Even since I learned how to make scones last year, I always keep an extra batch of scone dough in the freezer. It's something handy to have, especially for Saturday morning when we don't feel like eating pancakes (our weekend breakfast ritual).All we have to do, is simply to heat the oven to 425F and transfer the scone dough from freezer straight to the oven. It's our sort of "fast food".
This recipe which I adopted from Bon Appetit made the scones baking process even faster and simpler than my favorite standby recipe. I like to make a batch of the dough and bake it fresh whenever the scone craving hits.
While scone isn't exactly the hardest pastry to make, please allow me to share with you my experience in making scones, on what works for me, for the benefit of others who haven't chartered into the scones territory. Yes friends,I am talking about you!
Oh, one more good news to get you started: you don't need a mixer or even a food processor to make scones! All you need is a mixer bowl and a pastry cutter. IF you are not willing to invest $3 for that, you can use 2 forks to stand in for the cutter too.
Here goes my very rough guide of scone making:
Start with everything COLD. You want to be able to cut the butter into the flour, to the size of coarsemeal.So that when they bake, all the butter will melt and form multiple pockets in the scones, and give them the flaky texture.
Handle the dough with TLC and as little as possible. Obviously you want your scones to be tender and crumbly and not rock-like. So, minimum handling helps to do just that.
Freeze the dough for at least half an hour before baking. Remember the dough is handled minimally? It will tend to crumble and fall apart if you attempt to bake it immediately. What works for me, is to freezer the dough after I formed it into a circle. After it firms up, I will simply cut them into equal parts of triangle. Of course you can cut it with round cookie cutter, but I am too lazy to wash one more item.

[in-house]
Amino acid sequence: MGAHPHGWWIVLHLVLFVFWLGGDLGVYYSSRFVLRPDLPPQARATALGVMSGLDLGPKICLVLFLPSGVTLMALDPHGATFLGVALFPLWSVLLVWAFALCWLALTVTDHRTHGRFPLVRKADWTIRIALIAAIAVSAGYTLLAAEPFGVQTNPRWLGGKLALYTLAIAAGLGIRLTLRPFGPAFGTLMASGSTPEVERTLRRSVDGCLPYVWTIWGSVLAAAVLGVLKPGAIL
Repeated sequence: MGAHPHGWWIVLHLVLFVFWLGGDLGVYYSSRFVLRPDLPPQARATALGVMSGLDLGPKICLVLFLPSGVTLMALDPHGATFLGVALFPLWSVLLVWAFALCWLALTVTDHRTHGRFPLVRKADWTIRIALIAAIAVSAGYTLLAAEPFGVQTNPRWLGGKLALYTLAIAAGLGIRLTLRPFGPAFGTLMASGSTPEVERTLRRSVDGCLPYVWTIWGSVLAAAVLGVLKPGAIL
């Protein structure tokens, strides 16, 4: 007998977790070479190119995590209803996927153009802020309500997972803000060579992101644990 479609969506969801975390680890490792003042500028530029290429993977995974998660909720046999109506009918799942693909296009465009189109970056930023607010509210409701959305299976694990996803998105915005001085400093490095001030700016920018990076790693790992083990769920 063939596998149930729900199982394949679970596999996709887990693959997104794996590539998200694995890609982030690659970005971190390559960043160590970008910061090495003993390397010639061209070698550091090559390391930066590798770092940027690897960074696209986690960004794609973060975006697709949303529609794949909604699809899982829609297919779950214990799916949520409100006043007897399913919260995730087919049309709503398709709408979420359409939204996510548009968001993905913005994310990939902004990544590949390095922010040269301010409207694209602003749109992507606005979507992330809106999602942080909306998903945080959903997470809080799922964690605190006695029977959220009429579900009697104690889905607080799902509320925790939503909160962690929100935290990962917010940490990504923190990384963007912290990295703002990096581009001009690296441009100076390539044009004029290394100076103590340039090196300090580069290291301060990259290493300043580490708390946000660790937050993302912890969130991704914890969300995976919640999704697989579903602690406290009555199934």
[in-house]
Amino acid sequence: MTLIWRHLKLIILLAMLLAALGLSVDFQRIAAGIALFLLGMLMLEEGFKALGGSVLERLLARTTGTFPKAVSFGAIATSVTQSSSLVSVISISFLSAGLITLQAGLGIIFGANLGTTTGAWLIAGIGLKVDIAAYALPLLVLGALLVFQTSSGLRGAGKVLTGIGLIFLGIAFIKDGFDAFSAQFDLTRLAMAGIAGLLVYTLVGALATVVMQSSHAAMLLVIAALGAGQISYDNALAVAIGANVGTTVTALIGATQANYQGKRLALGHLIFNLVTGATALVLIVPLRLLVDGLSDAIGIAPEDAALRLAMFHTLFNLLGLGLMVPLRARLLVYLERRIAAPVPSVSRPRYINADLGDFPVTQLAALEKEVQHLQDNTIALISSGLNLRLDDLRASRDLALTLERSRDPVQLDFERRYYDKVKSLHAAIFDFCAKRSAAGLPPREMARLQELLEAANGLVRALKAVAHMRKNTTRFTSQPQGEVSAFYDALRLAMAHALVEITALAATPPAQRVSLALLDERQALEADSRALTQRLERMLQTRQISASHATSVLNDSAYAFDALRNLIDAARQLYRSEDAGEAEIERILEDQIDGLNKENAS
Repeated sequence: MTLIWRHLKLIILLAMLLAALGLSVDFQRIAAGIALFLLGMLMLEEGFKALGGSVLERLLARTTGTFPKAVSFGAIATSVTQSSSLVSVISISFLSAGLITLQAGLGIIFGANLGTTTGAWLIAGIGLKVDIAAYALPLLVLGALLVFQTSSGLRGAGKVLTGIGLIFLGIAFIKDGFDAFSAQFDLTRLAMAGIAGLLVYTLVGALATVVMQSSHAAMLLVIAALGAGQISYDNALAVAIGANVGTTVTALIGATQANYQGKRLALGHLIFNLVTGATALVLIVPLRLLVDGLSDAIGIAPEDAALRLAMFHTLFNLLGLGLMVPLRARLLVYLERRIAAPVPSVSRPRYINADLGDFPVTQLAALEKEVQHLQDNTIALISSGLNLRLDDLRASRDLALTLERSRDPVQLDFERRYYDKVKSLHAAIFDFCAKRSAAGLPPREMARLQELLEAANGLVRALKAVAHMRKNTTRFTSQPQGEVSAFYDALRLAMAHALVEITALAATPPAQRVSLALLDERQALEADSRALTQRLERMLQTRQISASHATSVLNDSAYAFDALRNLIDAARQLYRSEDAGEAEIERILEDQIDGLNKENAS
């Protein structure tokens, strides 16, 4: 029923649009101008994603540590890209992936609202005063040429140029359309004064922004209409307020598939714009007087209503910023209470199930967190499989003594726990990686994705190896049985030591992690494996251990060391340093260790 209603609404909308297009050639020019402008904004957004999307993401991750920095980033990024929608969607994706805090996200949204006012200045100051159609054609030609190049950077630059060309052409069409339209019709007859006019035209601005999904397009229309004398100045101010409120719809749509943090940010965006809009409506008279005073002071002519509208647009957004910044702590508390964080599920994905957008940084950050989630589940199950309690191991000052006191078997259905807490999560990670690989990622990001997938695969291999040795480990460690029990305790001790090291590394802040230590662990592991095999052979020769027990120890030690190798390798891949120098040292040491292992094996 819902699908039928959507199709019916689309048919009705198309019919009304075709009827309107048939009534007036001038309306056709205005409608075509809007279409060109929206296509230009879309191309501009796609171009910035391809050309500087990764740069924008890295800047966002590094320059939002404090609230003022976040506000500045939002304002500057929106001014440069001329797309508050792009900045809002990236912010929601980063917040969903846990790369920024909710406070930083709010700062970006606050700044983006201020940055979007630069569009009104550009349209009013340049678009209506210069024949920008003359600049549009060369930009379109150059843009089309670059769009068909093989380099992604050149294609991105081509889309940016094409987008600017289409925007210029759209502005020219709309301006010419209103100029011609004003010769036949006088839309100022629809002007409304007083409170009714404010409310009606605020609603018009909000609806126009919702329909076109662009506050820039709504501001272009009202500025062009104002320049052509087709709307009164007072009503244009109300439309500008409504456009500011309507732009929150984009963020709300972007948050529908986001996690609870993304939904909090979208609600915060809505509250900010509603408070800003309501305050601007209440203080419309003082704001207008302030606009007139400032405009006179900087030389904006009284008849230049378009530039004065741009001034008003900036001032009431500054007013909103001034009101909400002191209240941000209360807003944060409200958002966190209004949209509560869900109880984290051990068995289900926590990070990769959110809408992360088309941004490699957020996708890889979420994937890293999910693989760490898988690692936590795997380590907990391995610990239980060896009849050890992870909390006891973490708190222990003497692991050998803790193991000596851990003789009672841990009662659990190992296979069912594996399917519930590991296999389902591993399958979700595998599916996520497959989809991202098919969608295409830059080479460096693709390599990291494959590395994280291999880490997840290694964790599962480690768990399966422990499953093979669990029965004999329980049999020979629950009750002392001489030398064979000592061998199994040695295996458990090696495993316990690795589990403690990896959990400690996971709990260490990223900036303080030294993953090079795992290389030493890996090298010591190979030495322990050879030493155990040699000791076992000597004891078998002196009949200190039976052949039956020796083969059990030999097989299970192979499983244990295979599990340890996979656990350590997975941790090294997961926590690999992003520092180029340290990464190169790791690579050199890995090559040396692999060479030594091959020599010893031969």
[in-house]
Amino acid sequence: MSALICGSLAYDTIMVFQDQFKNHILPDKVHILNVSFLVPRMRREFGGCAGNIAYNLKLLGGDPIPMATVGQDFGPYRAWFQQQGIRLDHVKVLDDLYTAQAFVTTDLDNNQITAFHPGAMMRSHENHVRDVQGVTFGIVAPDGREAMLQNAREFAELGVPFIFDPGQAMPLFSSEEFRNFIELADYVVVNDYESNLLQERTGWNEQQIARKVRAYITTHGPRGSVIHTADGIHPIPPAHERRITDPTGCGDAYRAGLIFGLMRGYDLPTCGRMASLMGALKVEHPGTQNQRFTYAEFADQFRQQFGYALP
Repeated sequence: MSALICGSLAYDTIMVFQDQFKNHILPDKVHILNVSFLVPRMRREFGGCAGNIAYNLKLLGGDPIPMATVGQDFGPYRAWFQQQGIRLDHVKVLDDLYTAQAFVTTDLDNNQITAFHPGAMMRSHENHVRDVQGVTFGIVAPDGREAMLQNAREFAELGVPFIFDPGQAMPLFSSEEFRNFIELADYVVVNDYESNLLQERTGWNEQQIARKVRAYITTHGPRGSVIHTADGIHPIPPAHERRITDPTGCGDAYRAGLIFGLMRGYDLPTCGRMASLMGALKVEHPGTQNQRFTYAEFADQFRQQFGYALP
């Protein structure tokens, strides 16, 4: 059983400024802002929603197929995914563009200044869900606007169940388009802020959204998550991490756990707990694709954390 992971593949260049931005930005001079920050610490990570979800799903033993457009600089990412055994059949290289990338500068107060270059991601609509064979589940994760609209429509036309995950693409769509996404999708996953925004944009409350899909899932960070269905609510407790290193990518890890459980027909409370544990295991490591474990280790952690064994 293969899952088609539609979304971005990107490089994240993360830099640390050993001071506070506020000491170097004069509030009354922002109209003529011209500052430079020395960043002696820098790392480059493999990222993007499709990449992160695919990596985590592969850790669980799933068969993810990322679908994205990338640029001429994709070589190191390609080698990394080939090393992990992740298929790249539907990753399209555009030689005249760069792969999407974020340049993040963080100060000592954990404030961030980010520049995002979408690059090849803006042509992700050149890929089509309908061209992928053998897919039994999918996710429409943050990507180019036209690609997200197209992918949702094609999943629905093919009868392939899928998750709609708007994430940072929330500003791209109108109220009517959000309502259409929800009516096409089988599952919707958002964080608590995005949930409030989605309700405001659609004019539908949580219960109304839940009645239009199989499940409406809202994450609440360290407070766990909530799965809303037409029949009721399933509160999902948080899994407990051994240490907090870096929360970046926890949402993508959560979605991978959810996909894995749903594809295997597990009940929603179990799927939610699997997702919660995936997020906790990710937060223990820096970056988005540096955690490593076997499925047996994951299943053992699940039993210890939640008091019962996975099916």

In this batch of scones, I used dried cranberries,raspberries chocolate chips and lemon zest. The original recipe used meyer lemon zest and dried blueberries. I figured this recipe is so flexible that you can use any citrus zests and other dried fruits with great result. If dried fruit is not your cup of tea, replace it with chocolate chips. A trick which works for the finicky eater in my household.
Because this recipe makes a lot of scones for just the two of us, I always halve the recipe.
Lemon and Dried Cranberries Scones with Raspberry Chocolate Chips
adapted from Dec 2006 Bon Appetit
3 cups self-rising flour
1/2 cup plus 1 1/2 tablespoons sugar
3/4 cup (1 1/2 sticks) chilled unsalted butter, cut into 1/2-inch cubes
1 cup dried cranberries
1 cup plus 1 tablespoon buttermilk
1 1/2 tablespoons finely grated lemon peel
1/2 cup raspberry chocolate chips ( or semisweet/bittersweet chocolate chips)
Line large baking sheet with parchment paper. Whisk self-rising flour and 1/2 cup sugar in large bowl. Using pastry cutter or 2 forks (or use your fingers) to cut the chilled butter until pieces are size of small peas. Add dried cranberries and raspbeey chocolate chips and toss to coat. Mix 1 cup buttermilk and finely grated lemon peel in glass measuring cup. Pour buttermilk mixture into dry ingredients and stir until dough begins to form (some of flour will not be incorporated). Transfer dough to lightly floured work surface and gather together. Knead dough briefly, about 5 turns. Divide dough in half. Form each dough half into ball and flatten into 1-inch-thick disk. Freeze the dough for at least half and hour or up to a month.
When ready to bake, preheat the oven to 425F and like baking sheet with parchment paper. Take the dough out from freezer and each disk into 6 wedges.
Transfer scones to prepared baking sheet, spacing 1 inch apart. Brush tops with remaining 1 tablespoon buttermilk and sprinkle with remaining 1 1/2 tablespoons sugar. Bake until scones are golden brown on top and toothpick inserted into center comes out clean, about 25 minutes.
Makes 12 servings.
Note: Before I succumbed to the temptation of buying self rising flour, (which I don't use very often other than making these scones) I used all purpose flour to make half of the recipe. In place of 1.5 cups of self-rising flour,I used 1.5 cup of all purpose flour+ 2 tsp baking powder + approximately 1/2tsp baking soda + 1/4tsp salt.